An IFSP, Individualized Family Plan is a document that guide and controls the intervention process for the disabled children and their families. The IFSP is the way through which IDEA implements effective intervention according to section C of the IDEA. The IDEA, contains crucial information concerning the services that the special child requires in his development process (Smith, 2006). The document consists of information that enhances the capacity of the family to enhance the child’s development process. Through the process of IFSP, service providers and the family members work as a team to evaluate, plan, and implement the services that are tailored to the unique concerns of the family, depending on the resources and priories (Sorensen and Brown, 2006). The plan includes the child’s present assessment based on the development level, goal statement, dates the showing the onset of the services, support services implemented to achieve the desired goals, the service provider identification and the laid down desired goals (Sorensen and Brown, 2006).
The family is the constant that the special child has in the life. IFSP revolves around the child’s family. However, the IEP concentrates about the special child. This is because the document revolves around provision of his education. The goals of the IFSP target the family while IEP targets the child. IFSP includes natural environments like parks, home, and childcare, unlike in IEP that concentrates in the classroom (Sorensen and Brown, 2006).
Responsibilities of parents
The parents play a significant role in the education of their disabled child. The parents ensure that their child get the free effective public education. There are no expenses levied on the education of the child with disabilities.
The parents requests for an evaluation of their child whenever they need. The parents give consent to the whole evaluation process (Smith, 2006). The parents can choose to reject the teacher’s evaluation, and they might require the services of a private evaluator. The parent is the only person that has access to the child’s personal records. The parent may change the information if they feel that the information in the document is misleading, inaccurate, or violates the child’s rights and privacy. The parent is thoroughly informed on the rights that the school provides the child and the teacher. The parent participates in the IEP process. They assist in decision making during the IEP and IFSP meetings (Sorensen and Brown, 2006).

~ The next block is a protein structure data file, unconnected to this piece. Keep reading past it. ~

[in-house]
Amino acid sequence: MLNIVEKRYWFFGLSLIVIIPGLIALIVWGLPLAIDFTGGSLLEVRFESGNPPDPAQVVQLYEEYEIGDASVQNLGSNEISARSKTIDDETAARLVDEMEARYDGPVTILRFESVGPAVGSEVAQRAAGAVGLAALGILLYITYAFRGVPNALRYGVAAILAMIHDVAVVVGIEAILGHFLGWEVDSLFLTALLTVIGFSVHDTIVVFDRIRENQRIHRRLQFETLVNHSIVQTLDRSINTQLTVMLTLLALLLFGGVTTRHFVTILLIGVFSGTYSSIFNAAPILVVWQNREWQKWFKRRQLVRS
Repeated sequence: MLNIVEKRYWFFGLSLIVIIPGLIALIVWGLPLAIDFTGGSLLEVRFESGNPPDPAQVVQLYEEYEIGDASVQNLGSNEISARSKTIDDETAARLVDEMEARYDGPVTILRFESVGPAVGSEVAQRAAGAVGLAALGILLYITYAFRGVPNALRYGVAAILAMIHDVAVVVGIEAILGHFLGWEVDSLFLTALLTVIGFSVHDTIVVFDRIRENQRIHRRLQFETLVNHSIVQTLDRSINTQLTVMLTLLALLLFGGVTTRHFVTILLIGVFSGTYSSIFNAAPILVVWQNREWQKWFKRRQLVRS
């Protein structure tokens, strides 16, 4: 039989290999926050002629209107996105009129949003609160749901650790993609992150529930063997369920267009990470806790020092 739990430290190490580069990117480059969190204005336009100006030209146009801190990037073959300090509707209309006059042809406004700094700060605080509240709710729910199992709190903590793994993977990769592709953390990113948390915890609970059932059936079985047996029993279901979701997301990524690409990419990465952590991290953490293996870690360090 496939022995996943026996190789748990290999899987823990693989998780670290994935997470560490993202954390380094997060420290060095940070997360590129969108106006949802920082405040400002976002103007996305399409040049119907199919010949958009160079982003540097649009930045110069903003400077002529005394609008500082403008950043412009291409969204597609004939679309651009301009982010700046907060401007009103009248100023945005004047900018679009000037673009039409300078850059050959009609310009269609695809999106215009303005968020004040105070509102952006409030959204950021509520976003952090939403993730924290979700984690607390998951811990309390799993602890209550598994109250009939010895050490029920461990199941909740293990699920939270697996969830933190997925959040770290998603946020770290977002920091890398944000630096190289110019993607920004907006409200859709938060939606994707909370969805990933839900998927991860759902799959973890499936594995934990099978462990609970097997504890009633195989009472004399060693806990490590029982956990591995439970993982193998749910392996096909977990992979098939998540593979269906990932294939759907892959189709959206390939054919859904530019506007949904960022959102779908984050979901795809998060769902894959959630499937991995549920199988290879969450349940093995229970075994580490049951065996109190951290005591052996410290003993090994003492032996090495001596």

Responsibilities of the teachers
The teacher informs the parents of the child whenever they would want to evaluate the potential of the child. The notification allows for the changing of the education process and procedures. The teachers ensure that the child undergoes the IFSP process. They ensure that the child in their classroom is comfortable and integrating with his mates. The teachers monitor the progress of the child, and they advise the child’s parents on the necessary program that the child requires (Smith, 2006).
Relevant materials and resources
The IFSP acts as the family’s cornerstone that involves the early services on intervention that the toddlers and infants with disabilities receive (Allen and Cowdery, 2011). The resources ensure that the child functioning, their development, physical, and cognitive development are taken care of in the document. The family acts as the resource for the development of this child. The family act as the strength and the requirement that the child needs during the IFSP process (Smith, 2006).
Allen, E., & Cowdery, E. G. (2011). Exceptional Child: Inclusion in Early Childhood Education. New York: Wadsworth Publishing.
Smith, D. (2006). Introduction to Special Education: Making a Difference (with MyLabSchool). New York: Allyn & Bacon.
Sorensen, J., & Brown, J. E. (2006). Overview of Early Intervention. New York: Pro ed.